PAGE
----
New York, NY On March 15th, the New York Women’s Chamber of Commerce (NYWCC) hosted its annual State of Women in Business breakfast at the Faculty House of Columbia University. Subtitled, “It is all about the money!” the interchange explored issues of gender pay disparity before an audience comprised largely of women business owners who addressed the panelists: NYC councilmember District 6 Helen Rosenthal, who also chairs the women’s committee; NYC deputy mayor Phillip Thompson III; NYS assemblywoman District 72 Carmen De La Rosa; and TaylorMade Contracting LLC CEO Joycelyn Taylor. Chair of the NYWCC, Lina Gottesman, president of Altus Marble, Metal & Wood, served as moderator. NYWCC board member and Realtor Eugenia Foxworth announced NYWCC’s new cash competition for members only, Fundher.
NYWCC president Quenia Abreu said, “Women entrepreneurs need money to grow their businesses. Access to capital continues to be the Number 1 barrier women face when trying to grow their business and we are trying to change that with FundHER - it will give women entrepreneurs access to money!”
Vera Moore, NYWCC board member and president of Vera Moore Cosmetics, launched the symposium, noting the NYWCC’s support of Women’s History Month and economic advancement for women entrepreneurs.
Gottesman echoed the NYWCC’s dedication to economically empowering women business owners, paving a direct path to gender equality.
“Women are still not getting their fair share in business,” said Gottesman, adding that women start businesses at a 34% lower revenue rate and the ‘old boys’ network’ still circumvents inclusion.
Deputy mayor Thompson spoke of women’s historic disenfranchisement and the need for “a fundamental change” which will be “revolutionary – changing the way our country is structured.”
Thompson noted the imminent effect of the 2021 closing of Indian Point and the resulting energy reduction, prompting Rosenthal to urge MWBEs to be ready to bid on retrofitting contracts.
An audience member spoke of the change from mandated participation by MWBEs and WBEs in government contracts to more elusive ‘goals.’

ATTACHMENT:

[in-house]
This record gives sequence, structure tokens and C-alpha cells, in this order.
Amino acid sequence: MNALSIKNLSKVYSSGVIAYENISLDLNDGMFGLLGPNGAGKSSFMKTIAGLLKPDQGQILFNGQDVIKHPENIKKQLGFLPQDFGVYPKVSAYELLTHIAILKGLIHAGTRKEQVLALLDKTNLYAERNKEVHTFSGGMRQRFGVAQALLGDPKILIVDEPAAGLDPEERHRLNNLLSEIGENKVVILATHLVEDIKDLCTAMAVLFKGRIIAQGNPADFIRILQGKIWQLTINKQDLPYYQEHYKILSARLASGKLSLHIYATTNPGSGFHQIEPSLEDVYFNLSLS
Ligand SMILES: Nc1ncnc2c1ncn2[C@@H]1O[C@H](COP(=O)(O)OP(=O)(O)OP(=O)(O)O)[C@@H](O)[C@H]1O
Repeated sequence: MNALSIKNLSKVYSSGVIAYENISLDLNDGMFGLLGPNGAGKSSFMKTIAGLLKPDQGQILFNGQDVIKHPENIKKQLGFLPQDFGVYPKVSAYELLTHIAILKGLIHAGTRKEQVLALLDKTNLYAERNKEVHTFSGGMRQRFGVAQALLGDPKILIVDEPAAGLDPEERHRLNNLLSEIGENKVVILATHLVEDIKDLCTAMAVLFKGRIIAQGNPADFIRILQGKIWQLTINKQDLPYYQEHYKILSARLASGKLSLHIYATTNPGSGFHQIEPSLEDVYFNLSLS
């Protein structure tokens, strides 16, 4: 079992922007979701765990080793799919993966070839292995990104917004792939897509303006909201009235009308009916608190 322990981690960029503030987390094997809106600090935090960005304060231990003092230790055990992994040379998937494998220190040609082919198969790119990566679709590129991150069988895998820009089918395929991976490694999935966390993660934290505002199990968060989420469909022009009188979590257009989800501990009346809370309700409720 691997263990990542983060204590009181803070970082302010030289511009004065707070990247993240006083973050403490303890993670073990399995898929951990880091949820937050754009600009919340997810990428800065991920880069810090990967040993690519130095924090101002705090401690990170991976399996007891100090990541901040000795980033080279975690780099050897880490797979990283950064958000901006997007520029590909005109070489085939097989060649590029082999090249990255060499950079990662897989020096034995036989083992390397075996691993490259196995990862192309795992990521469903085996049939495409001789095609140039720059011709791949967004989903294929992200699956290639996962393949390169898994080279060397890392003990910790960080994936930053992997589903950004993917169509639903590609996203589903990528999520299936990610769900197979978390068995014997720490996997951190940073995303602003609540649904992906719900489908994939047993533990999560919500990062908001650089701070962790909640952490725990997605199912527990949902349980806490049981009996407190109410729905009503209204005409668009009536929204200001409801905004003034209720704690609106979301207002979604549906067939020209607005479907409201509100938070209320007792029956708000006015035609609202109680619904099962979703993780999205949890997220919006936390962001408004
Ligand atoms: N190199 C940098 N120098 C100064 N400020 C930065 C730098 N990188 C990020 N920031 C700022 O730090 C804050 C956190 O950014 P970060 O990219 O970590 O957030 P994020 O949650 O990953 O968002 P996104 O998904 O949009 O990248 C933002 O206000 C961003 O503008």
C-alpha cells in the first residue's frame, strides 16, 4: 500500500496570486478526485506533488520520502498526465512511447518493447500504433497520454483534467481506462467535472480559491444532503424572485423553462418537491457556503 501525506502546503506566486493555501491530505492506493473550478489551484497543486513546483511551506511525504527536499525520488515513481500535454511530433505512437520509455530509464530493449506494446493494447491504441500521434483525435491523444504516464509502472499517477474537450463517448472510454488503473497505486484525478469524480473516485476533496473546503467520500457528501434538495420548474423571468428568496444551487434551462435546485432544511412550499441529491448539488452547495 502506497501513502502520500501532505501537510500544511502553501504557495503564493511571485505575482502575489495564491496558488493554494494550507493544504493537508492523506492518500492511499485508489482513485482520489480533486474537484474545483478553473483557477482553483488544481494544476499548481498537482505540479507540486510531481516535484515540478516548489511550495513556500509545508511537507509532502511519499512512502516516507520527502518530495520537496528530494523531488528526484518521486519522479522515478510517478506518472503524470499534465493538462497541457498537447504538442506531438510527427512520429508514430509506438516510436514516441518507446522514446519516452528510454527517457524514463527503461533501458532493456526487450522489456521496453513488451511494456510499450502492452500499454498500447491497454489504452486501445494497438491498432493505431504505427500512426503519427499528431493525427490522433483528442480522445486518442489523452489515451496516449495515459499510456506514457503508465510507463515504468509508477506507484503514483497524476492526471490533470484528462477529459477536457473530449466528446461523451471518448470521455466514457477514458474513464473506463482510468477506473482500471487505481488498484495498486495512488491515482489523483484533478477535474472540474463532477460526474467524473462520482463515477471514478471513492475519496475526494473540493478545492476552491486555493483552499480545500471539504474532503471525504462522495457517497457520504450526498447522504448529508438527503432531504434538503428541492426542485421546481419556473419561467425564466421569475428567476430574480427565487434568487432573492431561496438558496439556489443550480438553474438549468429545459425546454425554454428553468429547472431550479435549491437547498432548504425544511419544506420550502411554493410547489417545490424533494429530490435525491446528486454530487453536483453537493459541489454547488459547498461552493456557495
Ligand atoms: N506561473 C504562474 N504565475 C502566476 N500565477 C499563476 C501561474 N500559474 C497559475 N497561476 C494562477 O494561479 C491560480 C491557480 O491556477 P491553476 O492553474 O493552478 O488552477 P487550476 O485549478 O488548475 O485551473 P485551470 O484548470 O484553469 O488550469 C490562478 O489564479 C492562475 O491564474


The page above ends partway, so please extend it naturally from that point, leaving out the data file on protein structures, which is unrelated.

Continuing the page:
Rosenthal said we need to look not only at ways women and people of color are held back, but at how the City can help “move us forward.” She urged all to change the City’s charter and vote for the pre-payment option.
De La Rosa said, “We’re still not equal” and we need to “empower a community, not play the system.”
She spoke of the “obstacles and hurdles” faced to become certified and that cross certification for the City and state might help “streamline and create a pipeline.”
“If our leaders do not represent us, they will not represent us,” she said.
“We’re at a pivotal moment,” said Taylor, noting the low numbers of MWBE participation in government contracts and stressed the City’s obligation to engage with firms on hiring MWBEs.
“The City can’t be built on the backs of women and minority-owned businesses…We have to have honest conversations and be willing to make real changes,” said Taylor.
Noting the many uncertified women and minority-owned businesses, Gottesman said, “We need to reach out to all the businesses …to have a far larger community to contact.” She pointed out the difficulties in competing with out-of-state companies and big business.
Jonell Doris, senior advisor and director of NYC’s Mayor’s Office of Minority and Women-Owned Businesses, a past NYWCC panelist, said, “We’ll help facilitate the process. That’s why we’re here today.”
Rosenthal said, “The light at the end of the tunnel is coming.”